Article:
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Former Walk-On, PGA Tour Member Jeff Julian Passes

July 15, 2004

Jeff Julian, former PGA Tour player who attended Clemson University in the early 1980s, passed away Thursday morning after a long time battle with ALS. Below are links to relevant stories, one by PGATour.com and the other an article written by Clemson sports information Director Tim Bourret in 2002.

PGATour.com story

Jeff JulianBy Tim Bourret NC State Game Program, 2002

This year Clemson and the ACC are honoring the greatest athletes in every sport for the 50-year history of the conference. Clemson had over 50 of its honorees return to campus for the Ball State game on September 21.

The list of Clemson athletes who have made these teams is a whose who of Clemson sports history the last 50 years. Clemson had more representatives than any other school on the 50-Year teams in seven different sports, including golf. Clemson has a rich tradition in that sport having recorded six straight top 10 NCAA finishes. The PGA and BUY.com tours have had 12 former Tigers compete this year.

One former Clemson Tiger alum who did play on the PGA Tour this year, but did not make the ACC 50-Year Anniversary team is Jeff Julian. Julian is not considered a former all-time Clemson great, he never actually played in an official tournament for the Tigers when he was a student at Clemson between 1979-82.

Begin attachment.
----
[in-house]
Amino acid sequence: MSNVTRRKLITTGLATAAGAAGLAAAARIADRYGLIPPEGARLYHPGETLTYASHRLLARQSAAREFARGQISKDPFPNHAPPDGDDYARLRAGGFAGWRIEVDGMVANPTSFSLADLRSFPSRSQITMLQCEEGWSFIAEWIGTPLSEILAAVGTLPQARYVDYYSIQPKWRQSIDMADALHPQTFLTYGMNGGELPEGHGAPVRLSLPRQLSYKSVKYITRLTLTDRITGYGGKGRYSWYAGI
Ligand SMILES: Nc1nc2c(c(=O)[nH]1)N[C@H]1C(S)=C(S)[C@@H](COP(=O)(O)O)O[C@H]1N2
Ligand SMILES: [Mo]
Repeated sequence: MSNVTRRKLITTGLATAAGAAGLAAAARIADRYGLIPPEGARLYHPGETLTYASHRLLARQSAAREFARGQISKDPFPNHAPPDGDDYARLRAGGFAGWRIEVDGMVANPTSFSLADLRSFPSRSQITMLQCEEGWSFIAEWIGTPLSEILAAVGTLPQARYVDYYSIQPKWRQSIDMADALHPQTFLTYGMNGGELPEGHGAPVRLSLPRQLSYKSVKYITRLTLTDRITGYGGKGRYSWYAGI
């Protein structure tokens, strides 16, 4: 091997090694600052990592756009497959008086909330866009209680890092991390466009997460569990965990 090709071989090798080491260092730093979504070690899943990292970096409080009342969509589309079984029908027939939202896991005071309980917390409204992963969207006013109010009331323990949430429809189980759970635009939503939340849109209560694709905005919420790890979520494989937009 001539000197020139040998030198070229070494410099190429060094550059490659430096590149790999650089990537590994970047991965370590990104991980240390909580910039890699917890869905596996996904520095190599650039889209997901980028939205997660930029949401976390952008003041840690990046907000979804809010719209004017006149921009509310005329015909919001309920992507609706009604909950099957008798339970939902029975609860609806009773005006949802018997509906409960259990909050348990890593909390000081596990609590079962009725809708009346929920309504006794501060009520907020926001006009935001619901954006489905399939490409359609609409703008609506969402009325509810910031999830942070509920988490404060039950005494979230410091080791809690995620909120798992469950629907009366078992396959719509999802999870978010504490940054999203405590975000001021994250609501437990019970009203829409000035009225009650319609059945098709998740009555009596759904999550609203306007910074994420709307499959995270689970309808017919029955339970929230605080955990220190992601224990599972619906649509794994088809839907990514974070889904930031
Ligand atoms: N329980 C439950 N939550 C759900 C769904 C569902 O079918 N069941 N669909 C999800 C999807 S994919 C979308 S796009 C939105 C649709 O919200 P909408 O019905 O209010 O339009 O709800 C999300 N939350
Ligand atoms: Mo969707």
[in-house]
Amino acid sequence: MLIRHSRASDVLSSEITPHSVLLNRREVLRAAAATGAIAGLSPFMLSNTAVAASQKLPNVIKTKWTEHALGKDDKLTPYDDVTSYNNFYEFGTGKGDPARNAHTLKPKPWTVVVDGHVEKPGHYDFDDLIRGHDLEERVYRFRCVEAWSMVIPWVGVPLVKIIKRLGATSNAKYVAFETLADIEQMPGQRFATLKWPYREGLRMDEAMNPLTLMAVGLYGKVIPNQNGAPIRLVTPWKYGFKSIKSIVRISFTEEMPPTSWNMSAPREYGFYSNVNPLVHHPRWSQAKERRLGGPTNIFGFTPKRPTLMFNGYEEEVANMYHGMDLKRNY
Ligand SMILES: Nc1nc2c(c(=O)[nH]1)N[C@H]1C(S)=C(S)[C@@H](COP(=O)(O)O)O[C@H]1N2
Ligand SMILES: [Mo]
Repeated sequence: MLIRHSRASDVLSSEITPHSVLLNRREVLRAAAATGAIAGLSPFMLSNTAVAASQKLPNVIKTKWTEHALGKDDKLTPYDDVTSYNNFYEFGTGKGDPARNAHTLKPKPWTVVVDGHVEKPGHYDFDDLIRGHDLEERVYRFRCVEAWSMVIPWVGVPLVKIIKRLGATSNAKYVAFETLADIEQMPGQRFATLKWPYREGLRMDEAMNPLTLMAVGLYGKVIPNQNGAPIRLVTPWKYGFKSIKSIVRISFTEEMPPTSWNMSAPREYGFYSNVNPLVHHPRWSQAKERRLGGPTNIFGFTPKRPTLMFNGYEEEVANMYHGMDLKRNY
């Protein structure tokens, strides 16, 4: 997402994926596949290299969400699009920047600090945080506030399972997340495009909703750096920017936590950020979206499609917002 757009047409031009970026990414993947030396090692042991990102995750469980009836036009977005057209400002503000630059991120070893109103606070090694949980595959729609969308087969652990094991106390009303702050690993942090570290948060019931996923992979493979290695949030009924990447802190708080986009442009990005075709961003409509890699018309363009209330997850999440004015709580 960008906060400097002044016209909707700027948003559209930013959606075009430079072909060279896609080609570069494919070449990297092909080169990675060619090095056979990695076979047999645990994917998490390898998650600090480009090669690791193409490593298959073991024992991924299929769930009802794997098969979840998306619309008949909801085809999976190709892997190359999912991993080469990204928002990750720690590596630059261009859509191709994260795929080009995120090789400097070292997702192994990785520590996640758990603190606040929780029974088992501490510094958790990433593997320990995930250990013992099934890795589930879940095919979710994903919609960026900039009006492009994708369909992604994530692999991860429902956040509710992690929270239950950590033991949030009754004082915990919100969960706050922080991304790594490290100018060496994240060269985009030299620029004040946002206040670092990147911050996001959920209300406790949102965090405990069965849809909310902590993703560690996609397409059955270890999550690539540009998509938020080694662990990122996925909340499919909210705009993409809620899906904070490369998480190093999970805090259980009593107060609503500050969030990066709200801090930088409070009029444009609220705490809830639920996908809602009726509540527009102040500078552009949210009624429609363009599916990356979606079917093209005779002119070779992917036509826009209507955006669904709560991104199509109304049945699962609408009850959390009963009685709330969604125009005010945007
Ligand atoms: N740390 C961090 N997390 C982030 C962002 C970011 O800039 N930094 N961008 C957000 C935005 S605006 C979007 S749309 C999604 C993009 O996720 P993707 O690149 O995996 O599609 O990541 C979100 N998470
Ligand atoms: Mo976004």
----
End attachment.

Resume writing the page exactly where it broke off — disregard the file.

His accomplishments on the golf course in recent years have not been particularly noteworthy either. He has played in three US Opens and has been a member of the PGA Tour or BUY.com Tour for nearly a decade. But, he finished 211th on the PGA Tour money list in 2001 with $55,132. In the spring of 2002 he played in seven tournaments and never made a cut.

So, why are we writing a story in a football program about Jeff Julian during a year in which we celebrate the greats in Clemson athletic history? Jeff Julian’s mere participation on the PGA Tour this past summer is a noteworthy accomplishment and the way he has represented Clemson as an alumnus has been inspiring, as inspiring a performance as any given by the 160 Clemson 50-Year Anniversary team members.

Julian played seven PGA Tour events this past year as he deals with the incideous disease amyotrophic lateral sclerosis, also known as Lou Gehrig’s Disease. The disease is fatal, as it attacks the nerve cells in the brain and spinal cord. Patients lose voluntary muscle control and the ability to move, swallow and breathe.

Julian was first diagnosed with the disease on October 8, 2001. He went to John’s Hopkins in Baltimore after noticing that his speech was becoming slurred and he was having trouble swallowing. There was a hacking cough that just would not go away.

Recently married, Julian and his wife Kim decided that he would fight on, and appear in as many PGA events as possible to bring attention to the disease, and thereby raising money for a cure. Julian did not earn enough money on the 2001 PGA Tour and failed to qualify through Q School. He thus had to apply for special exemptions to be included in any field.